Safer Riding for Beginners

Clutch Control and Shifting
By Patrick Armitage
Updated 9/27/2013
We recognize the need to encourage new riders to join the riding community. We strongly advise anyone desiring to learn to ride to take a Basic Rider Course from a Motorcycle Safety Foundation course provider or a Rider’s Edge Basic Rider Course from a Harley Davidson dealer. This series of articles is meant to aid a student in this class to more easily understand and begin to put into practice the techniques needed to ride a motorcycle with control. It is not meant as a replacement for training by a professional Ridercoach. The entire series is on our website and can be downloaded free for use in your class.

One of the first, most important and sometimes most difficult skill for a beginning rider to learn to master is clutch control. Good clutch control is the key to many motorcycle control issues. Smoothly starting from a stop, smooth shifting, stopping and riding slowly with control are all vitally important and impossible to do well without good overall control of the clutch.
The clutch is similar to a coupling connecting the engine to the transmission but with an important difference. The clutch can be “slipped” varying how much power is transmitted to the rear wheel. The point of clutch engagement from where the slip is high and little power is transmitted to the point of minimum slip where the clutch is barely slipping and near maximum power is transmitted is what the Motorcycle Safety Foundation refers to as “The Friction Zone”
If the clutch lever is pulled in all the way to the handgrip the clutch is fully disengaged and no power is transmitted. As the lever is gradually eased out the clutch begins transmitting power at the beginning of “The Friction Zone”. As the clutch is eased out further, gradually more power is transmitted as the clutch slips less.
Smooth clutch control is vital to starting from a stop with control. Smooth, gradual clutch engagement allows the motorcycle to gradually gain speed without stalling or lurching forward.
When starting from a stop, use this technique. Before attempting this be sure you know how to stop and be prepared mentally for the stop. Looking straight ahead, with the engine running and trans in neutral squeeze the clutch fully to the handlebar and hold it. Assertively shift to first gear by quickly and firmly stepping down on the shift lever. Place both feet flat on the ground, still looking ahead. Roll on the throttle ¼ turn and hold it. Keep looking straight ahead and gradually ease out the clutch taking no less than two seconds to fully release the clutch.  As the motorcycle begins rolling place both feet on the pegs. Stabilize your speed and direction of travel. Get mentally prepared for a stop before you need to do so.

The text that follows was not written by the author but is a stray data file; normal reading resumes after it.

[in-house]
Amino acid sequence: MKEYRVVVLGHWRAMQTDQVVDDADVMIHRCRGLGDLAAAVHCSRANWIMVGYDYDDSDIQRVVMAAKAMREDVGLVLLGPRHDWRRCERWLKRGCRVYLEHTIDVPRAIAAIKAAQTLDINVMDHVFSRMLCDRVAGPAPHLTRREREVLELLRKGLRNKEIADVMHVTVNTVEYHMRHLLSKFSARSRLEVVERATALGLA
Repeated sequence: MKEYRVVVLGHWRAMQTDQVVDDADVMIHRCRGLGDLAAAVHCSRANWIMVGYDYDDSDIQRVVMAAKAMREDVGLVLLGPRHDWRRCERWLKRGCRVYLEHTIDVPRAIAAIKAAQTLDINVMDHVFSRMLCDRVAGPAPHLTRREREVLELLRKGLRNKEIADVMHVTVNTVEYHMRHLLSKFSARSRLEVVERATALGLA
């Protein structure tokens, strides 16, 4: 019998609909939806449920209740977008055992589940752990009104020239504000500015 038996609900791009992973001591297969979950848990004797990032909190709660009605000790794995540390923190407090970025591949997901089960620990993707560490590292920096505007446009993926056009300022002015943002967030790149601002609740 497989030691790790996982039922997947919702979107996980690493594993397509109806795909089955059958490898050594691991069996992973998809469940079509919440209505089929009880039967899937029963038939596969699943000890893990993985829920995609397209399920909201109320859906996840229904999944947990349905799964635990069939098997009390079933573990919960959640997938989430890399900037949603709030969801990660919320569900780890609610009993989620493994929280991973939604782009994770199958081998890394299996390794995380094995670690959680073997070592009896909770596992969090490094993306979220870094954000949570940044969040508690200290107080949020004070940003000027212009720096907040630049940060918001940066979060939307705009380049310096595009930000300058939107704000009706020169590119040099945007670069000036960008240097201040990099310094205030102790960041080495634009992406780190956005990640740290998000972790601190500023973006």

If you did this exactly as described you will have successfully started from a stop without stalling. If you stalled, rolling off the throttle, or letting the clutch out faster than two seconds or both caused it.
Once you learn the basics of starting from a stop you will need to shift as you increase or decrease speed. As your speed increases you will need to up shift. Place your foot under the shift lever. Quickly roll off the throttle as you quickly squeeze the clutch fully to the handlebar. Quickly and firmly lift up on the shift lever until you feel a hard stop and release the shift lever. Quickly ease out the clutch lever fully as you roll on the throttle. You are now in the next higher gear. The process is the same through all gears regardless of how may gears you have.
As you slow down you will need to downshift. Downshifting requires a similar technique with an important difference. Place your foot on top of the shift lever. Quickly roll off the throttle as you squeeze the clutch fully to the handlebar. Step down quickly and firmly on the shift lever until you feel a hard stop and release the shift lever. Ease out the clutch taking about two seconds to fully release the clutch. As you downshift and ease out the clutch the rear wheel will try to drive the engine faster. This is called engine braking. If the clutch is not eased out in a slower, more controlled manner than that which is used on an up shift the rear wheel may lock, potentially causing a loss of control. The technique is the same through all gears.
You will also need to downshift in order to come to a stop. Place your foot on top of the shift lever. Squeeze in the clutch fully to the handlebar and apply both brakes. Step down on the shift lever until you feel a hard stop and release the shift lever without releasing the clutch. Both brakes are applied simultaneously while keeping the clutch squeezed. As you slow down, gradually downshift through all the gears in the same manner. You are attempting to be in the right gear for the speed you are in at the time in case an emergency causes you to let out the clutch in order to ride away. At the stop you should be in first gear.